Monday, April 21, 2008

Conflict as Central to Freud and Psychoanalysis 2

My last two posts were about the growth in complexity of Freud's notion of the psyche.  As he progressed in his research and in his clinical work he began to realise that the human mind is way more complex than he had at first thought.  He realised early in the 1920s that the topographical model of the psyche was not complex enough to do justice to the intricacy of the human mind.  In the second last post before this one I alluded to the fact that Freud had begun to see that the unconscious wishes and impulses are in conflict with our very defences and that not just the impulses and wishes were unconscious but also our very defences seemed to be so too.  Hence he needed to complement his topographical model with a structural one of the mind.  As Mitchell and Black so well put it: "When Freud began to perceive the basic conflictual seam in the psyche as not between conscious and unconscious but inside the unconscious itself, a new model, the structural model, became necessary to delineate the primary constituents of mind." (Freud and Beyond: A History of Modern Psychoanalytic Thought, Basic Books, 1995,  20)

The Structural Model

This is the model with which practically everyone who knows even a little about Freud is acquainted with, at least with his terminology which has entered common parlance, namely Id, Ego and Superego.  These according to Freud are the major components of the self or mind or personality, call it what you will for the moment.  It is very important to note that this structural model puts these three major components in the unconscious.  (At least so argue Mitchell and Black, though some authors would argue that the Ego is conscious while the Superego straddles all three strata Conscious, Preconscious and Unconscious.)  These Ego, Id and Superego are not topographical regions or layers as it were as we saw in his previous model.  Rather they are distinct agencies at war or in conflict with one another.  Hence my title above and my reference to conflict in the last two posts before this one. Freud said of the Id that it is "a cauldron full of seething excitations." (quoted Mitchell and Black, op.cit., 20).  Remember, as I have already pointed out, that Freud was a Darwinian, a fervent atheist who sought to reduce whatever humankind is to some scientific understanding.   Humankind is little more than a very sophisticated animal.  Indeed for Freud human beings were not yet fully evolved.  Hence there was a split or a rift in their very nature.  In other words human beings were torn between their dark bestial motives (Id) and civilized conduct and demeanour (mores and manners and morals of society).  On the one hand then there was humankind's animal nature (Id) and its cultural aspirations.  Hence humans are literally driven to seek pleasure, but society and civilization reign this rapaciousness in because control of passions is necessary - otherwise there would be murder, rape and strife of all kinds.  Hence human beings in civilized society learned quickly to conceal both from themselves and others these base bestial motivations. Moreover, with the aid of internalised parental rules and regulations the Superego (a type of Conscience) is formed.  The Ego, with the aid of this Superego represses, regulates and reigns in the bestial impulses of the Id.  In this way safety both of the self and others and society at large is maintained to the greatest extent humanly possible.  Again Mitchell and Black put it succinctly:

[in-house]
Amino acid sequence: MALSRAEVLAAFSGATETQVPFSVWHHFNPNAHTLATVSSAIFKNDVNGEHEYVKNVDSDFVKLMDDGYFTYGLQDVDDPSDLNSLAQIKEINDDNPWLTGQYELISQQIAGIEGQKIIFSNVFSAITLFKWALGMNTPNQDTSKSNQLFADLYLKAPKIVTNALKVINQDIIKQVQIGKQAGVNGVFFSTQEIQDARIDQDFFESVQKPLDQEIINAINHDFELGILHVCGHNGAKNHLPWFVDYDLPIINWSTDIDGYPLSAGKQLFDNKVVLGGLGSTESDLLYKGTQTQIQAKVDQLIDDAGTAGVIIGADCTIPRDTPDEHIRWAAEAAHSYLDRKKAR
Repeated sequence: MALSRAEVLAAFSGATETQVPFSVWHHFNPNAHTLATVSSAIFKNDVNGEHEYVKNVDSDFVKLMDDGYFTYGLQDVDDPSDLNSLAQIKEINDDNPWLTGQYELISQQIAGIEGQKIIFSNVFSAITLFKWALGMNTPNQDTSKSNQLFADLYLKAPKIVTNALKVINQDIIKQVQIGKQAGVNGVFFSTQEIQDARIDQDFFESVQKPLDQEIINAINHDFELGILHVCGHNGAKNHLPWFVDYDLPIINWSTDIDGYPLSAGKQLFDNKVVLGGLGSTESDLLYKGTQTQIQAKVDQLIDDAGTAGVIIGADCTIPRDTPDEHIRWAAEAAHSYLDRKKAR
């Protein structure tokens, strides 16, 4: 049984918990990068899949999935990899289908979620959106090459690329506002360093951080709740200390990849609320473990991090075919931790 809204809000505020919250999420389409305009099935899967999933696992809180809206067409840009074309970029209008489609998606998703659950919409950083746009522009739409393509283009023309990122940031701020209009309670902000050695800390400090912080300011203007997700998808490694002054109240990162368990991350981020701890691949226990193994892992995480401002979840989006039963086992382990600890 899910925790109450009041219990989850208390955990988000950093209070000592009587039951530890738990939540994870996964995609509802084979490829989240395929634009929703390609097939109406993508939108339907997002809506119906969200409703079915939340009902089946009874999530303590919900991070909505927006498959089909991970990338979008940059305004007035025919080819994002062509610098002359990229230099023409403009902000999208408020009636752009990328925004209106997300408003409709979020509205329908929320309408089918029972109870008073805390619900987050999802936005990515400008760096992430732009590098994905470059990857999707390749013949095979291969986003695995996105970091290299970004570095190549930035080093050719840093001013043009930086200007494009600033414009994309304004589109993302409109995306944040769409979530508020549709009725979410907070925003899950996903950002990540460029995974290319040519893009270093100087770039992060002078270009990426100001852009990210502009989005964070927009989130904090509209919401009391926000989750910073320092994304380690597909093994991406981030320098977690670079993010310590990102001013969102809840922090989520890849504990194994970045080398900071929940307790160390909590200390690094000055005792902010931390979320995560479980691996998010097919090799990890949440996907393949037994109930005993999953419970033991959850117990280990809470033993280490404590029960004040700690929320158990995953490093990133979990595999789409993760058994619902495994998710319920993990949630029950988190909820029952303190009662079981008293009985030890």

The result is a mind largely unknown to itself, filled with secrets and disavowed impulses, sexual and aggressive.  It is the pressure of those impulses in the "return of the repressed" that creates neurotic symptoms whose code Freud felt he had broken. (op. cit., 21)